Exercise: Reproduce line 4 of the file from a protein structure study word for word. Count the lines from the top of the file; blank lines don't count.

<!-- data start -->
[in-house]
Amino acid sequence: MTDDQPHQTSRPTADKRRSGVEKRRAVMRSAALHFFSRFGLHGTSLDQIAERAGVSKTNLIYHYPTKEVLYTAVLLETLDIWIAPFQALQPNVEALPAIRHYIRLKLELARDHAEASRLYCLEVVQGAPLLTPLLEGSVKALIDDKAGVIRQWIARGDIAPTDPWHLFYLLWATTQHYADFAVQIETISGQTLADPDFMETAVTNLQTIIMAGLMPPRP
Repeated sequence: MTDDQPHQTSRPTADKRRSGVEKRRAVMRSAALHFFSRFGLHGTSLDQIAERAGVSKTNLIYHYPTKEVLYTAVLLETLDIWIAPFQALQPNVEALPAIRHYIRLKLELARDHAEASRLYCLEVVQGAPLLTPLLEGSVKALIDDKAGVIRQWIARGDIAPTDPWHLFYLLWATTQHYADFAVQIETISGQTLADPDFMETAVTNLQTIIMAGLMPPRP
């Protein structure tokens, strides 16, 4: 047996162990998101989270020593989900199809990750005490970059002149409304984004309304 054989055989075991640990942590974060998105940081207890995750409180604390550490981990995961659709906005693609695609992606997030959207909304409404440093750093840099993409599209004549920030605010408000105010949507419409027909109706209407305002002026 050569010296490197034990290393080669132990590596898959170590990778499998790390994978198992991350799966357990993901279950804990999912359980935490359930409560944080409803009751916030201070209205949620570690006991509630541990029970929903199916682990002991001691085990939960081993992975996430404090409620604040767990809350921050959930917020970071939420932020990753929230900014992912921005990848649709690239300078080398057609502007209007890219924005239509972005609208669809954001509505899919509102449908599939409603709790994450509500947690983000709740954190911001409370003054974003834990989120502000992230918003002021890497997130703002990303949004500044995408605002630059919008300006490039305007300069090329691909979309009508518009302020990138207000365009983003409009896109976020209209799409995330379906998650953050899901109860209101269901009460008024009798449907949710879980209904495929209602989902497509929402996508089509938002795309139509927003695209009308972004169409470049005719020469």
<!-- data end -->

């Protein structure tokens, strides 16, 4: 047996162990998101989270020593989900199809990750005490970059002149409304984004309304 054989055989075991640990942590974060998105940081207890995750409180604390550490981990995961659709906005693609695609992606997030959207909304409404440093750093840099993409599209004549920030605010408000105010949507419409027909109706209407305002002026 050569010296490197034990290393080669132990590596898959170590990778499998790390994978198992991350799966357990993901279950804990999912359980935490359930409560944080409803009751916030201070209205949620570690006991509630541990029970929903199916682990002991001691085990939960081993992975996430404090409620604040767990809350921050959930917020970071939420932020990753929230900014992912921005990848649709690239300078080398057609502007209007890219924005239509972005609208669809954001509505899919509102449908599939409603709790994450509500947690983000709740954190911001409370003054974003834990989120502000992230918003002021890497997130703002990303949004500044995408605002630059919008300006490039305007300069090329691909979309009508518009302020990138207000365009983003409009896109976020209209799409995330379906998650953050899901109860209101269901009460008024009798449907949710879980209904495929209602989902497509929402996508089509938002795309139509927003695209009308972004169409470049005719020469």